I miss the days when racing games had track editors. Nowadays, the few that do are mostly games like Trackmania, which focus on the madness of gravity-defying stunt driving. DIRT 5 is aiming to rectify this with its new Playgrounds feature, which lets you unleash your own creations upon the community.
The build we played showed off three gameplay types available within Playgrounds. The first was Smash Attack, which tasks you with hitting inflatable targets as fast as you can, against the clock. Gate Crasher is a standard checkpoint event, with the aim to hit all checkpoints and reach the finish in the fastest time. Finally, there’s the return of Gymkhana, the high score player’s delight, as you try to earn the highest score possible through slides, donuts, and more, before the time runs out.
Actually building your own Playground is surprisingly easy. Simply choose the pieces you want to use from the menu and place them wherever you want, in as complex an arrangement as you want. This has already led to some very Trials-like creations, with exceptional patience and car control required to get through the course in one go. This is because designs can be incredibly twisty and filled with perilous drops and jumps, mixed in with some rather devious surprises. One had a hole in the ground that I had to drop into, but the angle of the car made it so difficult to land. The designer did a great job, but it did highlight my main problem with this mode.
While I loved the physics when I played the last preview, racing around various locales in all kinds of weather and lighting conditions, Playgrounds shows off how light and bouncy the DIRT 5 cars really are. This makes for some rather frustrating moments, as a stray bump sent my vehicle flipping like it was in an action movie, despite the low speed I was going at the time. While this isn’t necessarily a fault of the game, it seems almost inevitable that creators will want to make the trickiest courses known to man. Whether the physics can take that level of abuse, I’m not so sure.
However, when you find the right kind of course to suit your style, Playgrounds can be a whole heap of fun. Whether it be a perfectly spaced Gymkhana arena, allowing for some spectacular stunt driving (or in my case, some decidedly average stunt driving), an obstacle course filled with inflatables to smash and traps to avoid, or a simple, joyful checkpoint run, you really can find your own, personal off-roading heaven. Or hell, depending on your preference, I guess. If Trials has taught us anything, it’s that some players enjoy the brutality of a good challenge.
Already there are some pretty impressive designs available, with the Discover menu showing off the most played and top rated levels, as well as offering a lucky dip selection, which gives you a totally random selection from which to choose. Exactly what it says on the tin, really. I loved the Gate Crasher challenges, myself, which showed off the Playgrounds options nicely, as well as needing some decent car control as you attempt to thread the needle, driving through an open container in order to reach the next checkpoint.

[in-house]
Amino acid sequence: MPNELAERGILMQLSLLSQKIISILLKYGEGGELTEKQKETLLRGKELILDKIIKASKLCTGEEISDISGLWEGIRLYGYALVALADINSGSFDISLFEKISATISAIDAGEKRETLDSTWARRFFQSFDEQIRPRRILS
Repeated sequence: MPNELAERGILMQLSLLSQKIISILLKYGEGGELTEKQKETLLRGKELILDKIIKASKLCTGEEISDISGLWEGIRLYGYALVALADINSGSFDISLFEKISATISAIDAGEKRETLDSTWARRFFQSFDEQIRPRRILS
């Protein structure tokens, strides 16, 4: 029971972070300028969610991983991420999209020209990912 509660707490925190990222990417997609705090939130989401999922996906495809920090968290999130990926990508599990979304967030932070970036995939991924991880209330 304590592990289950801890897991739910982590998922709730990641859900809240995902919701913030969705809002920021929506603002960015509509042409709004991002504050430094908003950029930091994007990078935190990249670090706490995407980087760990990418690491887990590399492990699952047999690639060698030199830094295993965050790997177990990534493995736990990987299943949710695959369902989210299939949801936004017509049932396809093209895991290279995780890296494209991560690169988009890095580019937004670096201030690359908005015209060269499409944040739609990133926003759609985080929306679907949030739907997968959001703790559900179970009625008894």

Some creations had some out-of-the-box thinking applied to their design, with seemingly impossible jumps required to hit a Smash Attack target. This is the sort of thing that will draw some obvious comparisons to the Trackmania games, especially when you take into account the loop-the-loops and wall-of-death designs that can be (and have been) added to courses. But DIRT 5’s physics, exaggerated as they are, are still grounded in reality and that makes me question how well those creations will fit into the game.
Of course, you don’t have to play those levels if you don’t want to, but there is currently no real function to avoid finding them. The search function offers basic choices, including “tags” which can be applied to creations, much like those in LittleBigPlanet. It doesn’t go quite as far as offering a Super Mario Maker-like difficulty option, but some tags will at least offer a hint of what to expect. As long as creators don’t mislead players with them. Once you complete a course, you can still choose whether you want similar levels or not, by up- or -down-voting each creation.
Playgrounds does offer an awful lot of potential for the longevity of DIRT 5. With the tools available allowing players to create things quickly and easily, but with the depth there to go the extra mile if they want, there is an almost limitless amount of extra content that could be added to the main game’s locations and tracks.
It may not be the track editor that I would like to see, but Playgrounds does offer something brand new to the DIRT series. Something that could keep the game’s audience playing well beyond its normal lifespan, which may prove especially useful once people upgrade to the next-gen version.